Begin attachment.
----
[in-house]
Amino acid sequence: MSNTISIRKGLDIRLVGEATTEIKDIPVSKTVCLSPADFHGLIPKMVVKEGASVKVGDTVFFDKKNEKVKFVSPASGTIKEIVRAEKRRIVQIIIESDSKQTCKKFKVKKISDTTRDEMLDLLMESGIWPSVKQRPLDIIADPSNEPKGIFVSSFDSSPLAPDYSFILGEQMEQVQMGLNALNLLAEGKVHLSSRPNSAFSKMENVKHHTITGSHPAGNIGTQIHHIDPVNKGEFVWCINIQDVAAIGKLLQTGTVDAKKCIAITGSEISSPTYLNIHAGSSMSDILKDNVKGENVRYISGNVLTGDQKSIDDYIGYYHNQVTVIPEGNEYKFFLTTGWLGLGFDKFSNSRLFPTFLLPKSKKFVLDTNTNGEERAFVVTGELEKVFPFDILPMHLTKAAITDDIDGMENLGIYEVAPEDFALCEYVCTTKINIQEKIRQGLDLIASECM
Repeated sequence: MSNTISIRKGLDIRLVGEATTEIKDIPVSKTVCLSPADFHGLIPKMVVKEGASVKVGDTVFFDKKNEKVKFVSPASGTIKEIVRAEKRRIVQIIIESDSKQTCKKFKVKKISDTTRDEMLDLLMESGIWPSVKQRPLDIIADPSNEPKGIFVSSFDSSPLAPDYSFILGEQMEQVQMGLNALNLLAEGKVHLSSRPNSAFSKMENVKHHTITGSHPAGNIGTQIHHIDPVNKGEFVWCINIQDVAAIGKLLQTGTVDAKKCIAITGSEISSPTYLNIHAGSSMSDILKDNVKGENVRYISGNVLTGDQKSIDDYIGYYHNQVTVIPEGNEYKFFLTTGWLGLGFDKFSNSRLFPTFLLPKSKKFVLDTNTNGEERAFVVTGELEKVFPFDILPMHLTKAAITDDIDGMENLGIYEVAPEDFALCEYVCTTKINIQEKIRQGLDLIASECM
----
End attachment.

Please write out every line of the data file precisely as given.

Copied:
[in-house]
Amino acid sequence: MSNTISIRKGLDIRLVGEATTEIKDIPVSKTVCLSPADFHGLIPKMVVKEGASVKVGDTVFFDKKNEKVKFVSPASGTIKEIVRAEKRRIVQIIIESDSKQTCKKFKVKKISDTTRDEMLDLLMESGIWPSVKQRPLDIIADPSNEPKGIFVSSFDSSPLAPDYSFILGEQMEQVQMGLNALNLLAEGKVHLSSRPNSAFSKMENVKHHTITGSHPAGNIGTQIHHIDPVNKGEFVWCINIQDVAAIGKLLQTGTVDAKKCIAITGSEISSPTYLNIHAGSSMSDILKDNVKGENVRYISGNVLTGDQKSIDDYIGYYHNQVTVIPEGNEYKFFLTTGWLGLGFDKFSNSRLFPTFLLPKSKKFVLDTNTNGEERAFVVTGELEKVFPFDILPMHLTKAAITDDIDGMENLGIYEVAPEDFALCEYVCTTKINIQEKIRQGLDLIASECM
Repeated sequence: MSNTISIRKGLDIRLVGEATTEIKDIPVSKTVCLSPADFHGLIPKMVVKEGASVKVGDTVFFDKKNEKVKFVSPASGTIKEIVRAEKRRIVQIIIESDSKQTCKKFKVKKISDTTRDEMLDLLMESGIWPSVKQRPLDIIADPSNEPKGIFVSSFDSSPLAPDYSFILGEQMEQVQMGLNALNLLAEGKVHLSSRPNSAFSKMENVKHHTITGSHPAGNIGTQIHHIDPVNKGEFVWCINIQDVAAIGKLLQTGTVDAKKCIAITGSEISSPTYLNIHAGSSMSDILKDNVKGENVRYISGNVLTGDQKSIDDYIGYYHNQVTVIPEGNEYKFFLTTGWLGLGFDKFSNSRLFPTFLLPKSKKFVLDTNTNGEERAFVVTGELEKVFPFDILPMHLTKAAITDDIDGMENLGIYEVAPEDFALCEYVCTTKINIQEKIRQGLDLIASECM